NHL slims down entry draft systems

National Hockey League general managers recently divvied up hockey’s best young prospects using a thin client solution provided by Sun Microsystems Inc.

At the 2002 Entry Draft representatives from the league’s 30 teams met recently on the floor of Toronto’s Air Canada Centre (ACC) and, through nine selection rounds over two days, picked the next generation of hockey superstars. With so much riding on the each team’s selections, plus television cameras rolling during the early rounds, the NHL considered the floor technology absolutely mission critical, said Peter DelGiacco, the league’s New York-based vice-president of information technology.

DelGiacco also said that preparation time and turnaround time at the site were the biggest challenges his team faced. “Obviously we knew that the draft was coming, but when we knew that we were going to migrate over to Sun [equipment] – new hardware, new operating software – we wanted to be sure that this application was going to be stable and it would be able to handle the workload for this event,” he said.

Since Sun just became the NHL’s official technology partner in January of this year, the technology solution the company devised to wire the ACC’s floor was not visionary, said Brian Foley a Detroit-based technologist with Sun’s Global Sales Organization. However, he added, it does show a practical application of Sun’s interoperability in the thin client computing model.

Without time to port the League’s existing customized Lotus Notes application to another environment, providing 30 team tables with staff access to a Notes Client was a dicey problem, Foley said. For starters, although the Lotus Domino Server is supported on Sun Solaris OE systems, no Lotus Notes Client is available for Solaris – only for Windows, he said.

The hockey brain trusts sitting at each table saw only the Sun Ray thin client – or “intelligent display” – devices running their familiar Lotus Notes draft app, Foley said. But underneath, when users logged in, Solaris started a piece of client software by third-party vendor Tarantella that let the NHL’s Windows app access the Solaris operating environment. And all of this ran on Sun server, processor and storage hardware with multiple power supplies with high availability and redundancies, just in case something happened, he said.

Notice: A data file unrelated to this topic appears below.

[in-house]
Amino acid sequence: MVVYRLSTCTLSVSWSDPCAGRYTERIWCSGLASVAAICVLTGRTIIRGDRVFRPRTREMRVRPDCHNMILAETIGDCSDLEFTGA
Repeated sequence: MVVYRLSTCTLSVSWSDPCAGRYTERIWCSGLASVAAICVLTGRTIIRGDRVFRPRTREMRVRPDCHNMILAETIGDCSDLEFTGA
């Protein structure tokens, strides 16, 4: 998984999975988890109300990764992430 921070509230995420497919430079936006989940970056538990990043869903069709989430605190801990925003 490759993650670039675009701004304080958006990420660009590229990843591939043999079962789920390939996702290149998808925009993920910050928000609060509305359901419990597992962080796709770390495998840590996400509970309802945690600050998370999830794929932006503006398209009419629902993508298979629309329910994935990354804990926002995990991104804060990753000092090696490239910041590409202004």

While this architecture may seem a bit contorted, there are many benefits to running a thin client model for the draft, Foley said. For example, with everything centralized on one server, the system was both flexible and easy to configure and manage, he said.

And to make sure nothing went wrong Foley brought the actual server down to NHL HQ a month before the big event for DelGiacco and his staff to test.

“To simulate the draft we attached eight or 10 thin clients and, as we’ve done in the past for this applications with different architectures, we had a pretend draft here for nine rounds, making sure that everything would work right,” DelGiacco said.

And as far as Trevor Timmins, director of hockey operations for the Ottawa Senators, could see, the technology on the ACC floor worked like a charm. For each round Timmins worked the machine himself and, with all the tension and commotion, he was glad both the Sun Ray and the application were so user-friendly, he said. With 20 front-office staff and all their books and gear piled around the team table the small footprint was a help too, he said.

“All the information (about the prospects) that we would have back at our office was there at our fingertips, but one thing that they should have is a bulletin or window you could click that showed you all the trades that were made during the draft. There’s so many trades during the day it would have been nice to be able to (follow them) and the PA system was terrible at the ACC – you couldn’t make out what the announcer was saying – so when there was a trade nobody could understand exactly what it was,” he said.

After last year, when the NHL’s IT staff had to set up and manage 40 or 50 full PCs on the floor, complete with OS installs and licensing issues, DelGiacco also liked the simplicity of the thin client model. At a long event, he said, the last thing you want to do is spend a few more hours packing, unpacking and preparing.

Sun’s thin client architecture also offers “session mobility” meaning that when the user plugs in a personalized smart card their individual application pops up, no matter which terminal they are using. Although the team reps stayed at the same stations all weekend, if a terminal had died the technicians could have just blown the styrofoam chips off a new one, plugged it into the network, and the same session and settings would have instantly reappeared on the device.

Although there is room for a little tinkering with the application, the Senator’s Timmins said that using the network really did save a lot of time and confusion.

“I’ve been involved in the NHL entry draft for 10 years now, so I was there before we had a system like this in place. (Previously) it was done manually – we would write the name of the player and a runner would actually run the piece of paper up to the NHL office at the front of the arena. When you’re discussing picks and players and it comes time to make your selection you don’t want to delay things that way,” he said.